It is also forseeable that national tourist agencies could better plan their foreign marketing campaigns knowing just how many from each nationality (identified from their mobile-phone network) spend most most of their time in town or how many prefer the beach etc. In Rome marketing departments might soon have the possibility to know the exact concentration of people who pass their advertising banners, or in what street they should open their shop knowing just how many will pass by.
“We already have many cities onboard, including Florence and Rome in Italy, and Zaragoza in Spain,” said the previously mentioned Carlo in an interview with CNET” Furthermore, Mobilkom Austria, is working with MIT to create movement-maps in the city of Graz.

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Wimax: the new enemy of telecommunication companies?

Written on November 17, 2006 by José Esteves in Technology trends

Last week some telecommunication companies announced their results during 2005. After the presentation of its results, deutsch telecomm has just changed its CEO…Telefonica is doing quite well thanks to adsl connections, same with france telecom, but for long they may increase results because of adsl users?
After VOIP, i think that the next challenge to telecommunications revenue model, is Wimax technology. WiMAX (standardized in IEEE802.16) is a wireless standard for so-called “MAN” application, or Metropolitan Area Networks (an intere city). It complements Wi-FI (IEEE802.11) which is inteded for “LAN”, local area networks (your house or building). The main advantage of WIMAX would be a slightly bigger thruput, some feature of better control of traffic flowing, but mostly, the reach, which could go up to 50km. So WIMAX could be used to connect to the network when no local WIFI hot spot is available or to connect between them “islands” of WIFI, like for intance connecting a distant village to the nearby city.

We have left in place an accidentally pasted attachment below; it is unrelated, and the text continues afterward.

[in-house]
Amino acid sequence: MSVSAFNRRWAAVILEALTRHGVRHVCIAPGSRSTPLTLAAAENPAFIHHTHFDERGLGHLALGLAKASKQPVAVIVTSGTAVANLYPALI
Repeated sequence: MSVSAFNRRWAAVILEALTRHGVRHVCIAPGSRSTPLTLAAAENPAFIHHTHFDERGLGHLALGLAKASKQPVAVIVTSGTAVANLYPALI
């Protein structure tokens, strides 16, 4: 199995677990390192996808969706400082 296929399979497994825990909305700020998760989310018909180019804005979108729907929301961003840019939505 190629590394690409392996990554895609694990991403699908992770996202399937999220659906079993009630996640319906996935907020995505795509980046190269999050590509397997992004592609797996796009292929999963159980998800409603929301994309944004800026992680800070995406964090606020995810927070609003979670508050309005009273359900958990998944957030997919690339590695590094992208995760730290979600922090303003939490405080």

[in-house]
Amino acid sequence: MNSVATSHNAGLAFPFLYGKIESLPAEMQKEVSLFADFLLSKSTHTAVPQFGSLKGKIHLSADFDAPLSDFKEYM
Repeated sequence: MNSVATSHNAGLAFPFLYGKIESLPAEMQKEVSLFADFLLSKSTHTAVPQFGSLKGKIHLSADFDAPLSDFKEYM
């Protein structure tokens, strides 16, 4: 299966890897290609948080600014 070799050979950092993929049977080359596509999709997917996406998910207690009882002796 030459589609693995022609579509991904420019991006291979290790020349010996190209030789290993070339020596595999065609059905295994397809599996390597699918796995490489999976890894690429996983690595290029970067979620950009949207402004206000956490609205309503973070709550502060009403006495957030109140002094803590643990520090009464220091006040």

Countries like China, have announced the investment on this kind of technology to provide Internet Access. Some latin america countries are also starting to experiment with wimax technology.
New companies such as Alvarion, one of the top players on wimax business are challeging the traditional telecommunications players. Thus, i think that in the near future we will start seeing big changes on these players, they need to adapt to survive…


wikis conquering the enterprise

Written on November 9, 2006 by José Esteves in Technology trends

Google’s recent acquisition of JotSpot has put wikis back in the news — and likely on the radar screens of more CIOs. Companies using them say wikis can supercharge collaboration among employees and also with outside partners.
But can wikis make the jump to a strategic tool for enabling business?
More and more, experts are saying that yes. IBut the wiki revolution is emerging not from IT people. Instead, department-level managers and project managers are leading the charge to use wikis, in part because wikis seem to inspire innovation in employees. Gartner predicts that half of all U.S. businesses will use wikis within three years. Already, vendors like IBM and Microsoft are adding wiki functions to their enterprise collaboration tools.


Luxury Brands to the Web

Written on November 8, 2006 by José Esteves in Technology trends

As reported by the wall street journal on monday, there is a change in store for holiday shoppers this season. Over the past year, many of the world’s biggest luxury brands, that were previously hard to find on the Web, have opened online stores.
Websites such as are creating exclusive agreements with some labels and also improving the way of selling, using multimedia. creates amazing videos for labels like Fendi.
although it seems a typical evolution, it is a radical change in terms of luxury brands culture. The internet’s reputation as a host for discount shopping and bargain-basement deals, epitomized by retailers like eBay and Amazon has until now been a turnoff for luxury goods players.
If selling is the primary goal, online marketing is the second one. With more users surfing the Net, it seems natural that luxury brands try to ad online. For users ther is also another advantage: Price. As the wall street journal mentions, user can compare prices and also buy items that companies sell only online
The issue remains: are luxury brands losoing image and prestige with this movement?